Republican plan to replace Obamacare: what's new in it?

The House of Representatives votes Thursday on revived legislation endorsed by US President Donald Trump that replaces his predecessor's health care reforms.

An earlier version of the Republican plan to repeal Obamacare collapsed in March, torpedoed by opposition from both moderates and conservatives in the president's party.

Supporters defend the new version as a more free-market, patient-centered system—and Republican leaders now say they have the votes to pass the controversial measure.

But how would it work?

Here are key points about the current health care system—which is credited with helping 20 million Americans acquire coverage but has been blamed for rising premiums and other costs—and the proposed changes in the latest Republican substitute.

No more mandatory coverage

In the United States, health insurance is primarily private. About half of Americans have coverage through their employers, often at a reasonable cost, according to the Kaiser Family Foundation.

About a third of Americans are covered by government plans—either Medicare for those over the age of 65 or Medicaid, the insurance program for the poor.

The rest have to fend for themselves, and either buy insurance on their own or do not have coverage, paying cash for their medical expenses. Costs for these groups can be very high.

Under Barack Obama's reforms, individuals are required to either obtain insurance or pay a penalty.

Forcing younger, healthier people to buy coverage was expected to help defray medical costs for poorer, older, sicker Americans.

The replacement bill scraps those conditions in favor of a system of tax credits aimed at helping people purchase on the open market.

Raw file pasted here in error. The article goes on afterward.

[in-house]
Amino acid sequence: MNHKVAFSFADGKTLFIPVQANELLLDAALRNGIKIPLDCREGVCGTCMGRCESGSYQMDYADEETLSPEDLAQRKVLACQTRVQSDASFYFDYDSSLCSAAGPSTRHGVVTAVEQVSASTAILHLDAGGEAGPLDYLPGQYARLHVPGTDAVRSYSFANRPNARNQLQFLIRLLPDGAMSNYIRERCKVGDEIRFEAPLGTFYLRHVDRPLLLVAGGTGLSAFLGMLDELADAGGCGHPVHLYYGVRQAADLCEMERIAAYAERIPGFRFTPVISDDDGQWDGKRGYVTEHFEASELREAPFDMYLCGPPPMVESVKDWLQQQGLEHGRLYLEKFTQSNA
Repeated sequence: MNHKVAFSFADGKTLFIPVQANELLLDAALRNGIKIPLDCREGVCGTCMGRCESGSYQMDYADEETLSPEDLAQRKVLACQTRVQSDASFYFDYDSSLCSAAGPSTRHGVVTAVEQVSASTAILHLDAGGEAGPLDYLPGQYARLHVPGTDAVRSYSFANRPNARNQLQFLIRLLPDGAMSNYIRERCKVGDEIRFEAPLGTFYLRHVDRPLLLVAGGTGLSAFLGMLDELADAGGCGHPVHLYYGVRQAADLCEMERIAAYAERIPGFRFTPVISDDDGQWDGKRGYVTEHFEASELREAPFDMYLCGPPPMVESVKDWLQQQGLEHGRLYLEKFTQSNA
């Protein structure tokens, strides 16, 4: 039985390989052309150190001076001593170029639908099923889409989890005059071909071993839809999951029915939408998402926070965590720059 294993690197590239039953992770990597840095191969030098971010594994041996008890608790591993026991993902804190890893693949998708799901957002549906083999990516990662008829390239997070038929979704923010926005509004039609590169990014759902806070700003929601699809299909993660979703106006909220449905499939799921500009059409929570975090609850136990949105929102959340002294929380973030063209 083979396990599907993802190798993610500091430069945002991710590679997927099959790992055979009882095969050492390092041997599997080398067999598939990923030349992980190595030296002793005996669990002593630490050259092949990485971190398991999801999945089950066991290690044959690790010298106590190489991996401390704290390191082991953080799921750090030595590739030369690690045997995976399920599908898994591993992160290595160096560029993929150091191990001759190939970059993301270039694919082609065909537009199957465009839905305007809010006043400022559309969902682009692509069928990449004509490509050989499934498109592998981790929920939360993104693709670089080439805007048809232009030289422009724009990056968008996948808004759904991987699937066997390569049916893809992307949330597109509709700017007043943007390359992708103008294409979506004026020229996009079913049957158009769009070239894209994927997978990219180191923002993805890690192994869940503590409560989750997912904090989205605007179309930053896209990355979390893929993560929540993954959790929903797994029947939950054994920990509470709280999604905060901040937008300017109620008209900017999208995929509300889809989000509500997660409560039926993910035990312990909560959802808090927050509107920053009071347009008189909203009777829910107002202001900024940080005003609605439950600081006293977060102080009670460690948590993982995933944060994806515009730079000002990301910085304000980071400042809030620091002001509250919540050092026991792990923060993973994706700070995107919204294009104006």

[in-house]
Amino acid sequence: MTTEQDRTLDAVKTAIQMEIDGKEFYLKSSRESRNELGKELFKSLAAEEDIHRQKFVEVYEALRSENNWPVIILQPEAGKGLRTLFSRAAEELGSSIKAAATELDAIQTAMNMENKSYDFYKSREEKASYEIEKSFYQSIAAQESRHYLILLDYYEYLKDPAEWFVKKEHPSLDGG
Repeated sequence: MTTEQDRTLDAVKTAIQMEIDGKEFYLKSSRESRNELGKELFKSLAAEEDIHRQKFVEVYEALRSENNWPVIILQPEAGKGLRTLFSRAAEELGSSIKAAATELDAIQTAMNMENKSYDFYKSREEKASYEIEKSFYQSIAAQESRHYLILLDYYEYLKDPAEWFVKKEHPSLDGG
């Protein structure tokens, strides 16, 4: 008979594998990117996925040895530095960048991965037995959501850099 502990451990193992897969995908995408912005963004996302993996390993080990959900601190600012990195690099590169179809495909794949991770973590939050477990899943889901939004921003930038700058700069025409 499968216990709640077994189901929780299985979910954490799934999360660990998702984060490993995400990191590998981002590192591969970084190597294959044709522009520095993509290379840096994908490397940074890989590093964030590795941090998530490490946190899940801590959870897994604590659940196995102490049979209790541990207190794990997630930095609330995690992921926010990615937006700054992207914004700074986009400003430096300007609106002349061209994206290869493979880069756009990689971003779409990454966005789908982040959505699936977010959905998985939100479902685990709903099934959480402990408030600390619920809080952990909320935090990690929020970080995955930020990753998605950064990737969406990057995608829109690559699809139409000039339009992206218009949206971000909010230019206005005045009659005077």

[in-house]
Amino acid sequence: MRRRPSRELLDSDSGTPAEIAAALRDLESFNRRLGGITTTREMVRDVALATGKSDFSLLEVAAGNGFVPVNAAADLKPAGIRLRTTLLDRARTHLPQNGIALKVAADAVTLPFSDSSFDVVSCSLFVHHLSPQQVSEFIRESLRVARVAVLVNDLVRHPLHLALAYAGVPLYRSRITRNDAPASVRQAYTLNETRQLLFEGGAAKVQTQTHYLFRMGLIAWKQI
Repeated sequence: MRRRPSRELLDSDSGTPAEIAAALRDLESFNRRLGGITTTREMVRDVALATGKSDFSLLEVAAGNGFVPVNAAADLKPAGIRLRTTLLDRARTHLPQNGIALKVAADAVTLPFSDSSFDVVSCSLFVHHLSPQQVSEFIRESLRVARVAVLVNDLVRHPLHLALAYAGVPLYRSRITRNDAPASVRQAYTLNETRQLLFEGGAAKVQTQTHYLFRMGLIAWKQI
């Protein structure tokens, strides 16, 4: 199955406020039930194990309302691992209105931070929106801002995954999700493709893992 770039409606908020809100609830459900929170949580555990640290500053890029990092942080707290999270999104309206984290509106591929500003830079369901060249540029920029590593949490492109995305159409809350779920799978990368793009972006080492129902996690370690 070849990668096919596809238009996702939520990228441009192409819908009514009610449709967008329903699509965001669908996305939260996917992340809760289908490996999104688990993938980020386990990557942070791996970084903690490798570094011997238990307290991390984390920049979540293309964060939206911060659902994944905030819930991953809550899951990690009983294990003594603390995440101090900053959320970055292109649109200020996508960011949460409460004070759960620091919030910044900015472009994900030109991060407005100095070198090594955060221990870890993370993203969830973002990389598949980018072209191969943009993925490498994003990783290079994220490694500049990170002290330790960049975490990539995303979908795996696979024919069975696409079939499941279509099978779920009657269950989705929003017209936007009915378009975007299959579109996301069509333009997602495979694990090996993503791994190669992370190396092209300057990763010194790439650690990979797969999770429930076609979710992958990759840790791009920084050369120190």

But Democrats warn that those credits are on average less than the subsidies built into Obamacare's premiums, especially for older Americans who are not yet eligible for Medicare.

Keeping what's good

Despite Republican calls throughout last year's election campaign to completely kill off Obamacare, the substitute aims to keep two very popular provisions.

It protects the rule that dependents can remain on their parents' insurance plan until the age of 26, and one blocking insurance companies from refusing coverage to anyone due to a pre-existing condition—though some analysts have voiced concern that the proposed reforms to protections for those patients would be inadequate.

Republican reforms

Uninsured people would not be fined under the new plan, which would no longer mandate individual coverage.

Republican party leadership apparently won over enough skeptical members with an amendment that adds $8 billion over five years to help cover costs for people with pre-existing conditions.

States would be allowed to request exemption from some provisions that were key under Obamacare, including one requiring minimum of services considered essential, like maternity care and emergency services.

They would also be able to opt out of a rule that bars insurers from charging those with medical issues more.

In those insurers could therefore offer cheaper, potentially skimpier care plans. They would have to create alternative programs to mitigate risks for insurers with "high-cost" patients, who could be grouped into publicly subsidized "high-risk pools."

Obamacare allowed the expansion of Medicaid, a program managed by states for individuals and families with limited resources. But the new bill would cap federal reimbursements to states, potentially to the detriment of those living in states that underwent the expansion.

If the House passes the bill, the Senate will take up the measure next week—with further amendments surely to come.

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Republican plan to replace Obamacare: what's new in it?

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